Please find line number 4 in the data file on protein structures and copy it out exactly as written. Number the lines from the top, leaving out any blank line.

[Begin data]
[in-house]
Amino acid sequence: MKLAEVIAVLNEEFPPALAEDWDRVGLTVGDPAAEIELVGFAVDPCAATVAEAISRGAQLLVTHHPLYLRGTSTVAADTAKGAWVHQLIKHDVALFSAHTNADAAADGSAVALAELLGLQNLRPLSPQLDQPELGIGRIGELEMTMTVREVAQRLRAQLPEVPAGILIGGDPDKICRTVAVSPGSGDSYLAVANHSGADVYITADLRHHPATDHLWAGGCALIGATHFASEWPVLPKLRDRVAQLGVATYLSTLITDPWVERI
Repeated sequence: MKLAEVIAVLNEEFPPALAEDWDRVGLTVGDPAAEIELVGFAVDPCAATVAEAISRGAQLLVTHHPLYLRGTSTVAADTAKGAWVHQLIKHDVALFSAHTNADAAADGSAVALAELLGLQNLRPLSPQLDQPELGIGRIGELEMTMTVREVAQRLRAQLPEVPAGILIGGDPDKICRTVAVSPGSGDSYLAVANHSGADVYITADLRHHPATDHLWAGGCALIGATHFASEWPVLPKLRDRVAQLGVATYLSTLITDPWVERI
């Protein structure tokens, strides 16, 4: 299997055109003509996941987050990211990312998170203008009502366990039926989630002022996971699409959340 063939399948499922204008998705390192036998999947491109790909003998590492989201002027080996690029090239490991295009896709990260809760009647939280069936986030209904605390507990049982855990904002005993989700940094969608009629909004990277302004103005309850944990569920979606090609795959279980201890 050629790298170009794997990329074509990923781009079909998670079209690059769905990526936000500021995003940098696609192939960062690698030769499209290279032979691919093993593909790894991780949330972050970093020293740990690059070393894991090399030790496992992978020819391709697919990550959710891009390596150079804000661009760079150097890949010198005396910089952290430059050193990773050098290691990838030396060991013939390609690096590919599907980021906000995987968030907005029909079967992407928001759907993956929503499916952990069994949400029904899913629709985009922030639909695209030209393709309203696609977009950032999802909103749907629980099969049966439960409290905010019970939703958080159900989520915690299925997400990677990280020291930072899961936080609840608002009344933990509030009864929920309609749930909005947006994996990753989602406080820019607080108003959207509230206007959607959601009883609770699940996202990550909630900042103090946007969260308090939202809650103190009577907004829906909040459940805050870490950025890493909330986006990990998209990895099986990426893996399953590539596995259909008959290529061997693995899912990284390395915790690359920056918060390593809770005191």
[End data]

């Protein structure tokens, strides 16, 4: 299997055109003509996941987050990211990312998170203008009502366990039926989630002022996971699409959340 063939399948499922204008998705390192036998999947491109790909003998590492989201002027080996690029090239490991295009896709990260809760009647939280069936986030209904605390507990049982855990904002005993989700940094969608009629909004990277302004103005309850944990569920979606090609795959279980201890 050629790298170009794997990329074509990923781009079909998670079209690059769905990526936000500021995003940098696609192939960062690698030769499209290279032979691919093993593909790894991780949330972050970093020293740990690059070393894991090399030790496992992978020819391709697919990550959710891009390596150079804000661009760079150097890949010198005396910089952290430059050193990773050098290691990838030396060991013939390609690096590919599907980021906000995987968030907005029909079967992407928001759907993956929503499916952990069994949400029904899913629709985009922030639909695209030209393709309203696609977009950032999802909103749907629980099969049966439960409290905010019970939703958080159900989520915690299925997400990677990280020291930072899961936080609840608002009344933990509030009864929920309609749930909005947006994996990753989602406080820019607080108003959207509230206007959607959601009883609770699940996202990550909630900042103090946007969260308090939202809650103190009577907004829906909040459940805050870490950025890493909330986006990990998209990895099986990426893996399953590539596995259909008959290529061997693995899912990284390395915790690359920056918060390593809770005191």